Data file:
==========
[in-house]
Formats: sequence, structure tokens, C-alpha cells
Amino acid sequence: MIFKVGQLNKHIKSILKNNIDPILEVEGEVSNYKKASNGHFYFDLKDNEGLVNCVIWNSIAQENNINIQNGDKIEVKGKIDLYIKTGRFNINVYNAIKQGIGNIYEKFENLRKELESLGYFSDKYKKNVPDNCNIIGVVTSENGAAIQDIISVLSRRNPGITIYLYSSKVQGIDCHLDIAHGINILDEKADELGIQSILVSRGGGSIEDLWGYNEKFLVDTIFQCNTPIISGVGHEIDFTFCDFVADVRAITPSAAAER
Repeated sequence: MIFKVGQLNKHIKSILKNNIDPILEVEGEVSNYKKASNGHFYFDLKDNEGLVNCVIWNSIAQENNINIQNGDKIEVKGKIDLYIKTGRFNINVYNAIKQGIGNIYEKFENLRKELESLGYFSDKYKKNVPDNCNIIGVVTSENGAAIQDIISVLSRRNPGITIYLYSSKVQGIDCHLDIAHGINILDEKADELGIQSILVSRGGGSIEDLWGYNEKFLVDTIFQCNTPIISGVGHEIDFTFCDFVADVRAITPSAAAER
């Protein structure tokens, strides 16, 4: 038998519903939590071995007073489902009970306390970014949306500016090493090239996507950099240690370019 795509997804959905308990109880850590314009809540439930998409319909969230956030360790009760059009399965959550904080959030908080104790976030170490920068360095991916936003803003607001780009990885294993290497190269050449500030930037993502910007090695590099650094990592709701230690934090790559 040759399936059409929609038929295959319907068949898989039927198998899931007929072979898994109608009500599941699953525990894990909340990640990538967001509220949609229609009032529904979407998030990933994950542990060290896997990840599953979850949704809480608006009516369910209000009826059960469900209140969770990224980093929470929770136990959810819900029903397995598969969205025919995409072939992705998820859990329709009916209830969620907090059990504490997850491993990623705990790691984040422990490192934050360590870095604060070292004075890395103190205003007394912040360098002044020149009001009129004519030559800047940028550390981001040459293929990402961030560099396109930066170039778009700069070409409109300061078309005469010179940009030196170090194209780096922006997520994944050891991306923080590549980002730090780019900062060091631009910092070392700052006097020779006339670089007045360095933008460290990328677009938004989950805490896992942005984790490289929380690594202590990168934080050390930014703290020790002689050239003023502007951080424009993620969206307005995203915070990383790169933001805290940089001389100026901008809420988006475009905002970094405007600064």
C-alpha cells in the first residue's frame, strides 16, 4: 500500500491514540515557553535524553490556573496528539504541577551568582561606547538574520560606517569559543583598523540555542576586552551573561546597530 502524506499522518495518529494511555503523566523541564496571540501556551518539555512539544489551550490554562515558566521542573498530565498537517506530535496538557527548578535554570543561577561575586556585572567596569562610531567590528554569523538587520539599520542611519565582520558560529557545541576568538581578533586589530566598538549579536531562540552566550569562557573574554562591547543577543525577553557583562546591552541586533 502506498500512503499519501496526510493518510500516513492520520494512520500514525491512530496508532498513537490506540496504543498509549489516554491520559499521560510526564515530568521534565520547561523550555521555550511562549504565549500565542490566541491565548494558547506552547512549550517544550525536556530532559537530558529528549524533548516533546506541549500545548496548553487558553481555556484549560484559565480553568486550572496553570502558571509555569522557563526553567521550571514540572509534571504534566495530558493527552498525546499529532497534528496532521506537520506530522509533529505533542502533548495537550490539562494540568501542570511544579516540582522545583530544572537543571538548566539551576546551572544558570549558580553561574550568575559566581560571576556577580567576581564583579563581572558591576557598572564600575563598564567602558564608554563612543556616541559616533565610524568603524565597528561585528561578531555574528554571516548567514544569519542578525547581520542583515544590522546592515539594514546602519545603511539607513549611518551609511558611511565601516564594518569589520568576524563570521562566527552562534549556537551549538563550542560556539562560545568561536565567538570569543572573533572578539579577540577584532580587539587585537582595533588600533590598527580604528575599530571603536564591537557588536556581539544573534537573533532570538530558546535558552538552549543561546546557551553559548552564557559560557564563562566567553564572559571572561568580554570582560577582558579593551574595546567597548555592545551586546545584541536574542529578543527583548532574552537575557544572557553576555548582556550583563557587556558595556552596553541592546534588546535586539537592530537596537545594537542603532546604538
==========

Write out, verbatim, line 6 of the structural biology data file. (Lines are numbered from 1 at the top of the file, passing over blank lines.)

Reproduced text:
C-alpha cells in the first residue's frame, strides 16, 4: 500500500491514540515557553535524553490556573496528539504541577551568582561606547538574520560606517569559543583598523540555542576586552551573561546597530 502524506499522518495518529494511555503523566523541564496571540501556551518539555512539544489551550490554562515558566521542573498530565498537517506530535496538557527548578535554570543561577561575586556585572567596569562610531567590528554569523538587520539599520542611519565582520558560529557545541576568538581578533586589530566598538549579536531562540552566550569562557573574554562591547543577543525577553557583562546591552541586533 502506498500512503499519501496526510493518510500516513492520520494512520500514525491512530496508532498513537490506540496504543498509549489516554491520559499521560510526564515530568521534565520547561523550555521555550511562549504565549500565542490566541491565548494558547506552547512549550517544550525536556530532559537530558529528549524533548516533546506541549500545548496548553487558553481555556484549560484559565480553568486550572496553570502558571509555569522557563526553567521550571514540572509534571504534566495530558493527552498525546499529532497534528496532521506537520506530522509533529505533542502533548495537550490539562494540568501542570511544579516540582522545583530544572537543571538548566539551576546551572544558570549558580553561574550568575559566581560571576556577580567576581564583579563581572558591576557598572564600575563598564567602558564608554563612543556616541559616533565610524568603524565597528561585528561578531555574528554571516548567514544569519542578525547581520542583515544590522546592515539594514546602519545603511539607513549611518551609511558611511565601516564594518569589520568576524563570521562566527552562534549556537551549538563550542560556539562560545568561536565567538570569543572573533572578539579577540577584532580587539587585537582595533588600533590598527580604528575599530571603536564591537557588536556581539544573534537573533532570538530558546535558552538552549543561546546557551553559548552564557559560557564563562566567553564572559571572561568580554570582560577582558579593551574595546567597548555592545551586546545584541536574542529578543527583548532574552537575557544572557553576555548582556550583563557587556558595556552596553541592546534588546535586539537592530537596537545594537542603532546604538